Gifts In 1 Cor. 12
As for spiritual gifts in general, the Bible makes it clear that every believer has at least one. These gifts are distributed by the Holy Spirit just as He determines, for the good of the body. (1 Cor. 12:7,11)
How the Holy Spirit distributes His gifts is hinted at in the words Paul used in listing them. The English word “another” appears eight times in 1 Cor. 12:8-10, but Paul alternated between two different Greek words when he wrote it. They both mean another, but allos means another of the same kind, while heteros means another of a similar but different kind. The way Paul used these two words is very instructive.
Using their different meanings, 1 Cor. 12:8-10 would read like this. (It will read more easily if I leave out the parts that say it’s all done by the same Spirit. I assume we already know that.)
“To one there is given through the Spirit the message of wisdom, to another (Greek allos, another of the same kind) the message of knowledge, to another (Greek heteros, another of a different kind than those given wisdom and knowledge) faith, to another (allos, same kind as those given faith) gifts of healing, to another (allos, same kind as faith) miraculous powers, to another (allos, same kind as faith) prophecy, to another (allos, same kind as faith) distinguishing between spirits, to another (heteros, of a different kind than either previous group) speaking in different kinds of tongues, and to still another (allos, same kind as those given tongues) the interpretation of tongues.
The way Paul alternated allos and heteros shows that he was separating believers into three groups. The first group gets the gifts of wisdom and knowledge; gifts for the second group include faith, healing, miracles, prophecy, and discernment; and the third has tongues and interpretation.
I don’t think we should necessarily understand this as a set of hard and fast rules. For one thing, the Holy Spirit can come upon any of us at any time with the temporary power to do what needs to be done at the moment. And for another, He distributes His gifts just as He determines for the good of the body. But it does confirm that different people get different gifts and can help us understand why certain gifts seem to be more prevalent in some parts of the Church than in others.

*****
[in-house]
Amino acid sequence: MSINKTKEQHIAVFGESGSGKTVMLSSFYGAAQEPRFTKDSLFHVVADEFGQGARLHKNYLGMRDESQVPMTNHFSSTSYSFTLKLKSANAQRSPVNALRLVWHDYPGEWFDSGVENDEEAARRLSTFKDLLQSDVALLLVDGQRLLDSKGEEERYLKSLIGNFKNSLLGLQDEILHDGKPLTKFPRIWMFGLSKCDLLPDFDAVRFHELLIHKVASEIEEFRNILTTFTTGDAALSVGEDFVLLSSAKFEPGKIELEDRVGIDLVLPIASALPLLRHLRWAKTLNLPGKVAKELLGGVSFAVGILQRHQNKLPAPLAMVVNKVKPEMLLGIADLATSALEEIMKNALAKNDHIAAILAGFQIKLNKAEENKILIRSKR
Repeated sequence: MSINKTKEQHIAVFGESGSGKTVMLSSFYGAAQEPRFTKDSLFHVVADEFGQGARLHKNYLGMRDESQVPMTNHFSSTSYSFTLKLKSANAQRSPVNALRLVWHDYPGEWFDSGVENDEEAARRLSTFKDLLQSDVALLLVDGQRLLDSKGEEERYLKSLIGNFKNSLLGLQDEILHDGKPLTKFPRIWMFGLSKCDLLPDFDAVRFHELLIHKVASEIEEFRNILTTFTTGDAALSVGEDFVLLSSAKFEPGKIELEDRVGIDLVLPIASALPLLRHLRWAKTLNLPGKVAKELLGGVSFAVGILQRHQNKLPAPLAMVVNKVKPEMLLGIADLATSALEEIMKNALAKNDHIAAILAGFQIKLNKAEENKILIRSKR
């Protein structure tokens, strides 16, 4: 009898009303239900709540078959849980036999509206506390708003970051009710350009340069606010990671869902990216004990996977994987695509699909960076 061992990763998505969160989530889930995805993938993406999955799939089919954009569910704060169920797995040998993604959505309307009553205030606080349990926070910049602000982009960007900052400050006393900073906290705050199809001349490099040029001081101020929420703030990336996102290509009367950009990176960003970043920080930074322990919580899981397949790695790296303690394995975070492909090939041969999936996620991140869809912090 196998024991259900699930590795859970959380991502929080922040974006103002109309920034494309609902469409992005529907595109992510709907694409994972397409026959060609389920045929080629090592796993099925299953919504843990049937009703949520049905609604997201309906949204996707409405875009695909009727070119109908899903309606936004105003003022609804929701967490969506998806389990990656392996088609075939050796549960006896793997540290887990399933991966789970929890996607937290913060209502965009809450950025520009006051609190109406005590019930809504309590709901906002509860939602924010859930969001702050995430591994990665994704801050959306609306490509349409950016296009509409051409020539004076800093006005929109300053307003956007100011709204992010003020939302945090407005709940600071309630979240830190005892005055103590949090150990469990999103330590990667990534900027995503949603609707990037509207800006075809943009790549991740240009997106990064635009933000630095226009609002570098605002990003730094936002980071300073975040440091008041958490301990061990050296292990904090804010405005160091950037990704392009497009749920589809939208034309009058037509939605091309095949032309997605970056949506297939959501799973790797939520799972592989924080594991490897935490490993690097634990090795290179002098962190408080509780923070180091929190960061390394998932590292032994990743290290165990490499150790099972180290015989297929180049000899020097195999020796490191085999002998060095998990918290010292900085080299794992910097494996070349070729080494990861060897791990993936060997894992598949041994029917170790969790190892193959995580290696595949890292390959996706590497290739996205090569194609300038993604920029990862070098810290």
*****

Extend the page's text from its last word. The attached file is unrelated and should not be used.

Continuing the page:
Even if some of the details concerning these gifts are confusing, others are very clear. For instance, every born-again believer was given at least one spiritual gift when we received the Holy Spirit to dwell within us. Our job is to use our gift(s) for the good of the body, following the Spirit’s prompting.
Also, the gift of tongues is not given to every believer and was never intended as evidence of a so-called baptism in the Holy Spirit.
Gifts In Romans 12
Some folks don’t realize there are other lists of gifts in the New Testament. One is in Romans 12 where Paul also gave us the procedure for discovering our gifts. First, we offer our lives totally to God, giving Him permission to accomplish His will in us. Next, we stop conforming to the pattern of this world and its preoccupation with getting all this life has to offer, often at the expense of our heavenly calling. Then we let ourselves be transformed by the renewing of our mind. We do this by rejecting the secular world view and accepting the Biblical one in its place. By doing these things, we’ll begin to understand God’s will for our lives and how He’s gifted us to fulfill it. (Romans 12:1-2)